Fusion-io, a flash storage specialist headquartered Salt Lake City, Utah, has earned a big vote of confidence from virtualization heavyweight VMware.
The company announced during VMworld 2013 Europe in Barcelona that its ION Data Accelerator software (v.1.3.0) and ioControl 2.0 Hybrid Storage products "have achieved VMware's highest level of endorsement," namely VMware Ready status.
VMware Ready is a partner program in which products optimized and validated for vSphere and Horizon View are given the company's endorsement, as denoted by the VMware Ready logo. VMware Ready can cover applications in addition to IT management, networking, security, compute and mobility solutions, and in Fusion-io's case, storage.
Afshin Daghi, vice president of Systems Engineering for Fusion-io, detailed in a statement the effect his company's VMware Ready certified offerings can have on organizations. "With Fusion-io shared flash solutions, like ioControl Hybrid Storage or ION Data Accelerator, integrated with VMware vSphere, enterprises can virtualize even the most challenging, data intensive workloads," he stated.
"By using Fusion ioMemory solutions for shared storage with VMware vSphere 5.1, enterprises can eliminate the storage bottlenecks that can otherwise severely limit application performance," added Daghi.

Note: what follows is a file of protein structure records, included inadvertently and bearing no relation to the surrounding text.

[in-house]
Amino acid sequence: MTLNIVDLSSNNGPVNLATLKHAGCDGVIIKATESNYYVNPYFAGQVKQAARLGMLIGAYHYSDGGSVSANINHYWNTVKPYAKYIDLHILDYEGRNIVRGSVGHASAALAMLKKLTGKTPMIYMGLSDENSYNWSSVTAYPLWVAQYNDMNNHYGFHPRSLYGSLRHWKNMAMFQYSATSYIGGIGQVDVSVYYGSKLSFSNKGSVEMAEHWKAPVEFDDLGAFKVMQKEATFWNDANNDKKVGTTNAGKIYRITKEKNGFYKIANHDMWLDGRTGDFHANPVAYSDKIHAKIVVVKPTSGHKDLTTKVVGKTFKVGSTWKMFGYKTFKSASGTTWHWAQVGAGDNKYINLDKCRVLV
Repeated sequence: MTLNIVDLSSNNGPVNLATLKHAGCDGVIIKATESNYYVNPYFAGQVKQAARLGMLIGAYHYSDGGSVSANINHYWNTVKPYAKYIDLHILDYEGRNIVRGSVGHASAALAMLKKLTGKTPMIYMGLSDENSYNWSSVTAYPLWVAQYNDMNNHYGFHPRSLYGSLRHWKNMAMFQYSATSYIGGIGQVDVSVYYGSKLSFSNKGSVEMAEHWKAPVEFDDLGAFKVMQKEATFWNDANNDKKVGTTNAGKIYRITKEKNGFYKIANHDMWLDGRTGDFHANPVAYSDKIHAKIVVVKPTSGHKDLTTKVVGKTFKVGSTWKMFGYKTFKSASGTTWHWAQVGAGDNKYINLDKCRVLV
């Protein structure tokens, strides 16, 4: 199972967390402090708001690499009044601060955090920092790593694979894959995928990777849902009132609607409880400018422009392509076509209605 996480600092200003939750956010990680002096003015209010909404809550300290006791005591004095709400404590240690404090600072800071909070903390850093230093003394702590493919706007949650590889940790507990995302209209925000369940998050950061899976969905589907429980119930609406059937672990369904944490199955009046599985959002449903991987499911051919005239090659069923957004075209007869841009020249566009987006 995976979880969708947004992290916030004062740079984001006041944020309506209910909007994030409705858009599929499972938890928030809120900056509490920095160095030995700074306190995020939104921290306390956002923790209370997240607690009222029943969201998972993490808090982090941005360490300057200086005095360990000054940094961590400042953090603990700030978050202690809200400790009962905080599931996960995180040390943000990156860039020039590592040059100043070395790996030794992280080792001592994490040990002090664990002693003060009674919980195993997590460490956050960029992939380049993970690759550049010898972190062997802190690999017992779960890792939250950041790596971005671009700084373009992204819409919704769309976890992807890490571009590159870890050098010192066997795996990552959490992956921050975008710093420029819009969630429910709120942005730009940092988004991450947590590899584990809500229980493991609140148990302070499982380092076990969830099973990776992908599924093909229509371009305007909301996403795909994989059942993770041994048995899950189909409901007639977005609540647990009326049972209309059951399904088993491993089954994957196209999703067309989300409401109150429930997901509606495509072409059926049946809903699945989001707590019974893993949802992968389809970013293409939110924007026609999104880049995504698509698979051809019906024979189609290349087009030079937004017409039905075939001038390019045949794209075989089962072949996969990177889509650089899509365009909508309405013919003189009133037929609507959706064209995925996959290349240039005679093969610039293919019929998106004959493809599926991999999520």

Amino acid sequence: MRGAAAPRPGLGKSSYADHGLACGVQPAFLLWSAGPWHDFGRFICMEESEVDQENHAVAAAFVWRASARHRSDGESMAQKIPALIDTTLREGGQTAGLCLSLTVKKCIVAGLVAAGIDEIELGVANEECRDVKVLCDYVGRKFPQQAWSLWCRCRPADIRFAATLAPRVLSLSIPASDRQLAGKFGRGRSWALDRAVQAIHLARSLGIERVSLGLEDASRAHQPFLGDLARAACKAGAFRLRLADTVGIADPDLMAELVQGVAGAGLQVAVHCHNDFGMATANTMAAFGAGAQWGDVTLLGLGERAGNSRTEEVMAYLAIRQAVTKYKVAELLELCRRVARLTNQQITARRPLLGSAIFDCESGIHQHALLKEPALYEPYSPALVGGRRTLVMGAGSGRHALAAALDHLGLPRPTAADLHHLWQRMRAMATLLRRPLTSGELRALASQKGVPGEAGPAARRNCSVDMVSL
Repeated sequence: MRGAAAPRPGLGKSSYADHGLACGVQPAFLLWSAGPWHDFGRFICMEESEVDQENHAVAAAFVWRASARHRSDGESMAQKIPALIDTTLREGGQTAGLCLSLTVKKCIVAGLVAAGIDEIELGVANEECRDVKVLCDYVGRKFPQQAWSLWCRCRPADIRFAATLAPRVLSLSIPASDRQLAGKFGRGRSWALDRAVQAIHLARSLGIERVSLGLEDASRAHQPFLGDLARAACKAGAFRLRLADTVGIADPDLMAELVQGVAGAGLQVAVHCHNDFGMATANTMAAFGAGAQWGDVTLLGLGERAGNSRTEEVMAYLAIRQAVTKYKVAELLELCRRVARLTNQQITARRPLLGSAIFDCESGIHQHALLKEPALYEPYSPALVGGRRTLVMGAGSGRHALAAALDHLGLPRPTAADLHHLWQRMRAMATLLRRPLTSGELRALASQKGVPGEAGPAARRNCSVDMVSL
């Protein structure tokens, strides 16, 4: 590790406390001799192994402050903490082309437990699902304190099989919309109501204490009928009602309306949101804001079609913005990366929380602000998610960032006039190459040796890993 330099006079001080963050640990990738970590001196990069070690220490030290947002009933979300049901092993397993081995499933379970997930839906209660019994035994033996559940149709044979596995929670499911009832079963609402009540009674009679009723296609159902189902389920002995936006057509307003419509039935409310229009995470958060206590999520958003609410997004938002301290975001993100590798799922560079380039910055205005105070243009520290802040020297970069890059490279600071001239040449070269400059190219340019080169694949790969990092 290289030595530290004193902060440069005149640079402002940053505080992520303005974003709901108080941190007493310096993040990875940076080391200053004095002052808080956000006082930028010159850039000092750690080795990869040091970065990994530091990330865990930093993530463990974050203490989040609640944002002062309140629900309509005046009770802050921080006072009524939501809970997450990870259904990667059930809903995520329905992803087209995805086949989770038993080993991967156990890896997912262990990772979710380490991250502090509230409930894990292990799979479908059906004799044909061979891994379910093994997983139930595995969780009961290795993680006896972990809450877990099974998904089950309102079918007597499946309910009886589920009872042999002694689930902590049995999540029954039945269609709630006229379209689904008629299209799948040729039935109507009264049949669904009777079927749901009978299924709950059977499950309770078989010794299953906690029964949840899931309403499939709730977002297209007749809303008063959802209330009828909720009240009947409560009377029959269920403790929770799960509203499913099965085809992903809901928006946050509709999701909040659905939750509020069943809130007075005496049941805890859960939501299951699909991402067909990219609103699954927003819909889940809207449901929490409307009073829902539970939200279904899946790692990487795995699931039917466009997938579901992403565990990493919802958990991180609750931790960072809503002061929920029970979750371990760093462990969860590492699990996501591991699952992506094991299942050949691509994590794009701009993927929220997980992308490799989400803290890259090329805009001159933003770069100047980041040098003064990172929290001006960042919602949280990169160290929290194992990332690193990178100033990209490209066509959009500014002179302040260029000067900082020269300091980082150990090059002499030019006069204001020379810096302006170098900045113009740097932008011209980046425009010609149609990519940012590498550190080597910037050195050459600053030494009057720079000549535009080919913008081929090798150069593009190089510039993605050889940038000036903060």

Fusion-io's ION Data Accelerator, which debuted last year, is software that leverages the company's PCIe flash drives to create a shared, server-side data acceleration platform that speeds application performance and helps smooth over performance bottlenecks between servers and SANs. "Powerful software can be the foundation for incredible innovation, especially when it's also an open system that shares resources," said Fusion-io Chief Scientist and Apple Co-founder, Steve Wozniak during its launch.
ioControl Hybrid Storage products stem from Fusion-io's acquisition of NexGen Storage in April for $119 million. As the product line's name suggests, ioControl Hybrid solutions combine flash storage with hard disk drives, but with a twist.
Rather than slot solid state drives (SSDs) into storage arrays, NexGen dropped PCIe flash cards into the controller. The tactic, according to the company, imbues the entire storage system with accelerated performance that originates from the compute bus and bypasses inefficiencies that pile up as data wends its way across storage subsystems. On Oct. 15, Fusion-io announced a software update to the underlying ioControl software (3.0) aimed at small and midsized businesses (SMBs).
Sanjay Katyal, vice president of Global Alliances and OEMs for VMware, noted that the VMware Ready logo on those products signify "to customers that they have met specific VMware integration and interoperability standards and they work effectively with VMware cloud infrastructure." As such, deploying them "can speed time to value within customer environments," he added.
Pedro Hernandez is a contributing editor at InfoStor. Follow him on Twitter @ecoINSITE.